If the folks on Doomsday Preppers are right, the revolution will not, in fact, be televised. Nor will it look too much like Revolution, at least for those stuck in large urban areas. "If there's a disaster scenario in New York, there's no good solution to getting out and surviving," says executive producer Alan Madison. That doesn't mean there's no point in trying, though. And so for Tuesday's episode (9/8c, National Geographic Channel), Madison took three New York preppers and had them execute their escape plans — commonly referred to as "bug-out plans" on the show — with a little help from some mentors. Madison talked with TV Guide Magazine about the episode.
TV Guide Magazine: What are the challenges in doing a New York prepper episode?
Alan Madison: Obviously, going to a rural setting and having the run of the place is very different than shooting in New York. And just getting a plan to escape New York and finding three preppers who were diverse in every way shape and form, from a socioeconomic level, to their disaster scenario, was very difficult.
TV Guide Magazine: One of the preppers in this episode is prepping for a major hurricane, but you shot this months before Sandy hit.
Alan Madison: It was totally prescient. She's almost like a Cassandra, seeing the hurricane hit New York. Her depiction of understanding how lower Manhattan would be flooded and how she would have to travel through the center of the island, it was all really interesting. It's scary, but I guess that's the best part of my job: We highlight end-of-the-world preppers so that the day-to-day preppers can learn stuff. And that's the bigger picture for our show. I think that's why a lot of our preppers even participate.
TV Guide Magazine: Did Sandy's direct hit change anything in the episode?
Alan Madison: We tweaked some of the voiceover to reflect that Sandy had occurred. Hurricane Sandy made it more immediate, not more relevant. The prepper movement is a continuum that started with 9/11, through Hurricane Katrina, through the financial collapse. Last year was the tsunami in Japan that made it more immediate. And this year it's Sandy that made it more immediate, more close to home. So the people in California were thinking about radiation from Fukushima, but people in New York were not thinking about that. And in this day and age, with this level of communication, and at our level of technology and population density, every year there's going to be another event that makes prepping relevant slash immediate.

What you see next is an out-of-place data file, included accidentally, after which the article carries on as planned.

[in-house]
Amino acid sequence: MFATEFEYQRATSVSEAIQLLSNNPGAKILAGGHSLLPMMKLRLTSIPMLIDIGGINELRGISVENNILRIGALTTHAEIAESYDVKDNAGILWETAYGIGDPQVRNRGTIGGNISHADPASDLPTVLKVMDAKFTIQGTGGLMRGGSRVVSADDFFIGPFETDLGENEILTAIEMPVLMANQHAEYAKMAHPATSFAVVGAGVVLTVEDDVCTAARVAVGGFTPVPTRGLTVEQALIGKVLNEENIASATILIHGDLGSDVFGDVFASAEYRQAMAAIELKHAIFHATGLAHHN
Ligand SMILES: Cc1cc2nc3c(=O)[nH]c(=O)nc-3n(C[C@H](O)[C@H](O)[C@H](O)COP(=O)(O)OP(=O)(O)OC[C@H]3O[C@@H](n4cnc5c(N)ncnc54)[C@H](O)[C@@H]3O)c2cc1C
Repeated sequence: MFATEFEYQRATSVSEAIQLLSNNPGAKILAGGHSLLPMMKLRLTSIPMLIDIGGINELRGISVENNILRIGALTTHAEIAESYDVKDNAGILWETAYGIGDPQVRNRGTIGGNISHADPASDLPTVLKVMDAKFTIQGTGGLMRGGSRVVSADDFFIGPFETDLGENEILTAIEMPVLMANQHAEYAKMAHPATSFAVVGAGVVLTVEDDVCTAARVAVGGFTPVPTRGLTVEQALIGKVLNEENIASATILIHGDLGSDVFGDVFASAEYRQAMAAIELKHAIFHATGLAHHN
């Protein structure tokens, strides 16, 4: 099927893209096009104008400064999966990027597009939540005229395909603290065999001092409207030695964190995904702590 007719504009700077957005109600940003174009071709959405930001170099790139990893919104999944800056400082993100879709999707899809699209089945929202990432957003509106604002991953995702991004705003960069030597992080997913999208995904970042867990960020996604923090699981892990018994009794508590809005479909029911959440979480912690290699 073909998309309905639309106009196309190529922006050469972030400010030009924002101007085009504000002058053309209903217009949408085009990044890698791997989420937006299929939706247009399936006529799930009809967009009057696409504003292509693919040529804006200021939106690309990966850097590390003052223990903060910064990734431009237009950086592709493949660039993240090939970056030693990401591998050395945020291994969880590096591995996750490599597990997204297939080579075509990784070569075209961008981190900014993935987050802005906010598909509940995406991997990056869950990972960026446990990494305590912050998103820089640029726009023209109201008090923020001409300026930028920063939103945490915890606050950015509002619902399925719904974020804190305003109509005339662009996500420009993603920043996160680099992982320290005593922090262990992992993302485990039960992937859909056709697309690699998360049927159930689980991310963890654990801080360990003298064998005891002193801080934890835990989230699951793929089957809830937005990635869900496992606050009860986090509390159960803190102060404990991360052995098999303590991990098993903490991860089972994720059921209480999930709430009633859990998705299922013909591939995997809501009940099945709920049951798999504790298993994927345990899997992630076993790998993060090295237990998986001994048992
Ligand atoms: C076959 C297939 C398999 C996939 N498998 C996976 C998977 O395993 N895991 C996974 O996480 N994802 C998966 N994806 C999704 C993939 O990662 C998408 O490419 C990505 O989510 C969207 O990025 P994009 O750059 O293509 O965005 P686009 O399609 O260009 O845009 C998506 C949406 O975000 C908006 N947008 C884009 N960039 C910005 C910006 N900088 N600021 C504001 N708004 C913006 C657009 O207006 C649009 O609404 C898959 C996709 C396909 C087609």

TV Guide Magazine: What would your escape plan be?
Alan Madison: I would probably hunker down until the immediate rush died down. I personally don't think there's any way to escape Manhattan in an emergency. It's going to be a total disaster.
TV Guide Magazine: One of the other preppers is trying to escape to a stronghold in the Hamptons. Is that really a good idea?
Alan Madison: It depends on the disaster. I do have mixed feelings about it. It has its strengths in terms of being easily cut off from the rest of Manhattan and easily defensible, I think that's a good thing. Obviously in a tsunami it would not be a good thing. So like most places, it has its pros and cons. Like everything in the prepper world, it's an option. You do the cost-benefit analysis for each disaster scenario. And that's why we try to find a diversity of scenarios. In this episode you have a meltdown at Indian Point versus a hurricane versus a terrorist attack; all different scenarios, all different equations, all equally plausible. And a meltdown at Indian Point, I mean, everyone in the city knows, you can't evacuate — there's no plausible way to evacuate eight million people from this city. When I show up to a location in the rest of the country, the preppers treat me literally like a dead man walking.